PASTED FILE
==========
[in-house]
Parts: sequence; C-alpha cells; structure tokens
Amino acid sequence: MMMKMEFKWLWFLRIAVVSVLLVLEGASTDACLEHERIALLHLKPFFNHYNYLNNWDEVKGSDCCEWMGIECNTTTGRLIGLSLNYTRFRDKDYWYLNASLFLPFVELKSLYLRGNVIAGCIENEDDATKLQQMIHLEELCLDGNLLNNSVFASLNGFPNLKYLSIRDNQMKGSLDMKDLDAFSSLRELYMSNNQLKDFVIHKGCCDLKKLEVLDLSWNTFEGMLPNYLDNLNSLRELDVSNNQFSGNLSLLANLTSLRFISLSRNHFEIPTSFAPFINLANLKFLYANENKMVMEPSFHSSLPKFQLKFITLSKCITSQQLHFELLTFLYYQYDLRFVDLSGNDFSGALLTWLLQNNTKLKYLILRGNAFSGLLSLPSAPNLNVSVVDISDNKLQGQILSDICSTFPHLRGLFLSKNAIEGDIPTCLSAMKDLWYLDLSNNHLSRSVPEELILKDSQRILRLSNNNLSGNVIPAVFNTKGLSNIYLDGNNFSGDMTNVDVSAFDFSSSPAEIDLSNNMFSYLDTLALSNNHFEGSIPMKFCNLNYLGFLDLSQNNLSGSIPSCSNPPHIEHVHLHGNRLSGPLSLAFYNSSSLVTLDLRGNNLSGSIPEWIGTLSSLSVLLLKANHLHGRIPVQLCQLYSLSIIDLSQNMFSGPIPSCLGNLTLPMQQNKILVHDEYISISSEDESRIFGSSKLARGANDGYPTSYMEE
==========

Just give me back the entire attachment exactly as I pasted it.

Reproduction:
[in-house]
Parts: sequence; C-alpha cells; structure tokens
Amino acid sequence: MMMKMEFKWLWFLRIAVVSVLLVLEGASTDACLEHERIALLHLKPFFNHYNYLNNWDEVKGSDCCEWMGIECNTTTGRLIGLSLNYTRFRDKDYWYLNASLFLPFVELKSLYLRGNVIAGCIENEDDATKLQQMIHLEELCLDGNLLNNSVFASLNGFPNLKYLSIRDNQMKGSLDMKDLDAFSSLRELYMSNNQLKDFVIHKGCCDLKKLEVLDLSWNTFEGMLPNYLDNLNSLRELDVSNNQFSGNLSLLANLTSLRFISLSRNHFEIPTSFAPFINLANLKFLYANENKMVMEPSFHSSLPKFQLKFITLSKCITSQQLHFELLTFLYYQYDLRFVDLSGNDFSGALLTWLLQNNTKLKYLILRGNAFSGLLSLPSAPNLNVSVVDISDNKLQGQILSDICSTFPHLRGLFLSKNAIEGDIPTCLSAMKDLWYLDLSNNHLSRSVPEELILKDSQRILRLSNNNLSGNVIPAVFNTKGLSNIYLDGNNFSGDMTNVDVSAFDFSSSPAEIDLSNNMFSYLDTLALSNNHFEGSIPMKFCNLNYLGFLDLSQNNLSGSIPSCSNPPHIEHVHLHGNRLSGPLSLAFYNSSSLVTLDLRGNNLSGSIPEWIGTLSSLSVLLLKANHLHGRIPVQLCQLYSLSIIDLSQNMFSGPIPSCLGNLTLPMQQNKILVHDEYISISSEDESRIFGSSKLARGANDGYPTSYMEE